WPLG Local 10’s seasoned senior political reporter and long-time host of its This Week In South Florida, MICHAEL PUTNEY was the Miami Beach Tuesday Morning Breakfast Club’s guest speaker June 5. An occasional Miami Herald columnist in addition to his broadcast roles, he assessed, among other things, current political goings-on in Miami Beach and the county:
You are my kind of people. At the end of my program for the last 23 years on Channel 10 I say, “Stay informed, get involved.” You are informed, you are involved. You’re civic activists and for that I salute all of you.
I lived in Miami Beach, and loved it, several years ago. I live in Aventura now. What has happened here is kind of a cataclysmic change. These are cyclical. They have to happen. Jorge Gonzalez, in my view, for many years did a very competent, good job [here]. The city was going along on a progressive track. Whenever you don’t see people like me at your Commission meetings, you know things are going pretty well. But when the media begin to show up and smell blood on the water, then you know something is wrong.
And it wasn’t just at Commission meetings. It was a year ago, at Urban Beach Weekend, when a criminal was trying to escape – tried to run down some police officers – but in the process was shot about a hundred times. Be that as it may, but there were four innocent civilians who were shot. And then there was the incident at the Clevelander Hotel with a couple of officers drinking with the women who were here for a bachelorette party and then the [ATV] ride on the beach. And then the indictment of the code enforcement officers.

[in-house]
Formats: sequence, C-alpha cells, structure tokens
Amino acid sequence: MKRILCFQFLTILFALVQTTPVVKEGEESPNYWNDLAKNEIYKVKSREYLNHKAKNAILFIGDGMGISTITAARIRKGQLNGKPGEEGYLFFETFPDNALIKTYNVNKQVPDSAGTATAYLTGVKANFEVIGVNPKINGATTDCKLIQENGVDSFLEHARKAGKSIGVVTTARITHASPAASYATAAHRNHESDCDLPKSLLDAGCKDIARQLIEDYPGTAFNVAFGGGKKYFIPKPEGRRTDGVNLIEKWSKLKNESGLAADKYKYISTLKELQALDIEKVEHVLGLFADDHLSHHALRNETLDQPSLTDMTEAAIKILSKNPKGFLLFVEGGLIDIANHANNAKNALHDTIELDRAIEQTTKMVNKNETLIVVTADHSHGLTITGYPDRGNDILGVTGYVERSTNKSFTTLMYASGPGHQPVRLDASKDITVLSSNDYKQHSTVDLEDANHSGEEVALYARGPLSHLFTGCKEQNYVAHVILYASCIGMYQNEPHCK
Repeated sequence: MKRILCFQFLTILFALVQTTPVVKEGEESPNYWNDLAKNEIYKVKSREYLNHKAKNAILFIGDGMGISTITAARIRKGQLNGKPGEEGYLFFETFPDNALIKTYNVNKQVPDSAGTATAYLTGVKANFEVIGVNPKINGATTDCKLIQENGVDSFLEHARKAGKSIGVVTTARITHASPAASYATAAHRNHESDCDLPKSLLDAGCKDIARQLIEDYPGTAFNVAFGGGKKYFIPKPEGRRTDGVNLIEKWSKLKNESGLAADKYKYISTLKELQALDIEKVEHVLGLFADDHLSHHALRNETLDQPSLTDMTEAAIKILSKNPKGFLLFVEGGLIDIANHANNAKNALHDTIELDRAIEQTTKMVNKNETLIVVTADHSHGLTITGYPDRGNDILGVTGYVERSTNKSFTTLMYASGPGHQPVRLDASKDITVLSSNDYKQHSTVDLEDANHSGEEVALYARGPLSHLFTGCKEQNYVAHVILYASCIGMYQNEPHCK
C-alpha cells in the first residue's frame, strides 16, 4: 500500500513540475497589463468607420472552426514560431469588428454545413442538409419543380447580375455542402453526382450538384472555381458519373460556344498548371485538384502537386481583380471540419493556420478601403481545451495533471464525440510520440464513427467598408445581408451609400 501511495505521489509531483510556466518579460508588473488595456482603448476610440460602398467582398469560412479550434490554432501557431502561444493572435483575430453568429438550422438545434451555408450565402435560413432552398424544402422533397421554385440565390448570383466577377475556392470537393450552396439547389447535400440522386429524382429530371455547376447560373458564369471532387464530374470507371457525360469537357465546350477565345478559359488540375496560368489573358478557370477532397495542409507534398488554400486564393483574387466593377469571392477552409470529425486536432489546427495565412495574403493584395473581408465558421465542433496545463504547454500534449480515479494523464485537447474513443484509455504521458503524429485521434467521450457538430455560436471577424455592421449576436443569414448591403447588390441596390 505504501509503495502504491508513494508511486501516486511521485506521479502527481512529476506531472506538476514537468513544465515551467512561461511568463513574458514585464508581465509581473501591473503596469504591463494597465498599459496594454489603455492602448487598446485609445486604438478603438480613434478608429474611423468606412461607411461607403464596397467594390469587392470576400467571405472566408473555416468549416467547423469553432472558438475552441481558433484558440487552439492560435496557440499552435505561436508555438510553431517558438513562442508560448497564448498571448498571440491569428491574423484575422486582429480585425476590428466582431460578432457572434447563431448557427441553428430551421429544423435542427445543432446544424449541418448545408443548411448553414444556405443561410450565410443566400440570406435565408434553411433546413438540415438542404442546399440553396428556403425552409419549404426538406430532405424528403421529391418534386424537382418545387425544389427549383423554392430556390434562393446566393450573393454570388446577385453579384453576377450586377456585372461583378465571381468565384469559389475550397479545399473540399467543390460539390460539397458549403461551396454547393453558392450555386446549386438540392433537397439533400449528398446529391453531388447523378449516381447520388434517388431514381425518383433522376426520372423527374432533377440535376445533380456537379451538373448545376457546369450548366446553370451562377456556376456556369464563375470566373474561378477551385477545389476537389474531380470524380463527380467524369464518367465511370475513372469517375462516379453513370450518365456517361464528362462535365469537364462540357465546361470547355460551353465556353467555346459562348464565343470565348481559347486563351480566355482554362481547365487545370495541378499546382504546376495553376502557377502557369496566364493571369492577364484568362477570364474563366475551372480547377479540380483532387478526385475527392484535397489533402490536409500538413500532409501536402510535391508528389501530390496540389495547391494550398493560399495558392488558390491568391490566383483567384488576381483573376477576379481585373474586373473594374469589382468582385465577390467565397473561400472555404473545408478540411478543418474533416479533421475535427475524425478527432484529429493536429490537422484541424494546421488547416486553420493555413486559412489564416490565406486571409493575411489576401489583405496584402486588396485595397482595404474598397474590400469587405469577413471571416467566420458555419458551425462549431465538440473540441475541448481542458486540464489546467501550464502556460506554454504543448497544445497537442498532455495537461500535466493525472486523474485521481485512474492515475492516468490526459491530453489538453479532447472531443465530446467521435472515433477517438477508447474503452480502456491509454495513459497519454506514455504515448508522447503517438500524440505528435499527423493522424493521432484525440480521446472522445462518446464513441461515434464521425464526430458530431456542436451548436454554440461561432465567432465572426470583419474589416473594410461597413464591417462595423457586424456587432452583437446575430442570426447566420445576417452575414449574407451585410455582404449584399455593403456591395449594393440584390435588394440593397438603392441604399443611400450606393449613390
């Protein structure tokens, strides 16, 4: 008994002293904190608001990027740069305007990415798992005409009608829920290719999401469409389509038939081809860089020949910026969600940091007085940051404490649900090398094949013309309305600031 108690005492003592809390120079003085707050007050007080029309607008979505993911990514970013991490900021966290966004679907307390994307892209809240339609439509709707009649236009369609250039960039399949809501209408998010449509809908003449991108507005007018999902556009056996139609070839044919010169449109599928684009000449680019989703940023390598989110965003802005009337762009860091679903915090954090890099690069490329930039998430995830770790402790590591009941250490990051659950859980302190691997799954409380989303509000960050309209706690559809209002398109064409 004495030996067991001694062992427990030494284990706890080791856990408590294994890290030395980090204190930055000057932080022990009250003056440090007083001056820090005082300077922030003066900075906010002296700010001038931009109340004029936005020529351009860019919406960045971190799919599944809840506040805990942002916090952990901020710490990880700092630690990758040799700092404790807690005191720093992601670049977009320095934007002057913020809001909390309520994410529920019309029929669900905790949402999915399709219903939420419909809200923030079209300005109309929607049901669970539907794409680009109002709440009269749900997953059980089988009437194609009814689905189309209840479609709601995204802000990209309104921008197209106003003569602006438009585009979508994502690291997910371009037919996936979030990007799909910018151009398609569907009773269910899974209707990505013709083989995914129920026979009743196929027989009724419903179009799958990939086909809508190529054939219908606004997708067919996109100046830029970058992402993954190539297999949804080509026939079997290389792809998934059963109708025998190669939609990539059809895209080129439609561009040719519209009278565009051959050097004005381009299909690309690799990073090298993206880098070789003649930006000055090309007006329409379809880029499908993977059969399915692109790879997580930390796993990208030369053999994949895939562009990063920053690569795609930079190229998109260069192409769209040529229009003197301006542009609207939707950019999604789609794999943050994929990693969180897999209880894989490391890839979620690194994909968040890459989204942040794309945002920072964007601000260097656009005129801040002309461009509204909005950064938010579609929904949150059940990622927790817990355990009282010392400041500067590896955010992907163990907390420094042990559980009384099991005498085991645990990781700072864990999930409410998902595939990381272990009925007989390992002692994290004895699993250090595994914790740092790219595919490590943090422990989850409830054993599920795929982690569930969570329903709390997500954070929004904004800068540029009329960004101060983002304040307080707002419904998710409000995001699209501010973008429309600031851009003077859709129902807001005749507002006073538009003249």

Clearly the city, in my view and in your view, I think, is out of control or at least out of the city manager’s control. And even though he came up with a plan to reestablish order and bring things back to a state of normalcy, he is not the person who’s going to do it.
I thought it was pretty laughable when he submitted a resignation for one year hence. That was never going to fly.
I think that many of you were outside City Hall [April 26] when discussions about his future were going on and Mayor Bower came downstairs thinking that she was going to get lots of hugs and kisses and was, I think, unprepared for the depth of the intensity of your feelings about the need for change.
I know a lot of you were angry that the City Commission meeting had not been called to talk about the arrests of the code enforcement officers. That meeting should have been called. I think there was a lot of things that needed to be talked about. That was, frankly, a failure of leadership on the mayor’s part, but things have progressed.
I’ve met the budget director [Kathie Brooks]. I see that she is going to be the interim city manager. I guess there will be a national search [for a permanent manager], although those things don’t always work out so well. Look at the city of Hollywood. Spent $23,000 to find a manager and 76 days later he is gone after going to a strip club and getting a drunk driving ticket.
I just love these stories; they keep me gainfully employed. I like to say I am a full-service political reporter: I cover politicians when they run for office, when they’re in office, when they’re indicted in office, when they go to trial, and I’ve even gone to prison and interviewed some after they were convicted.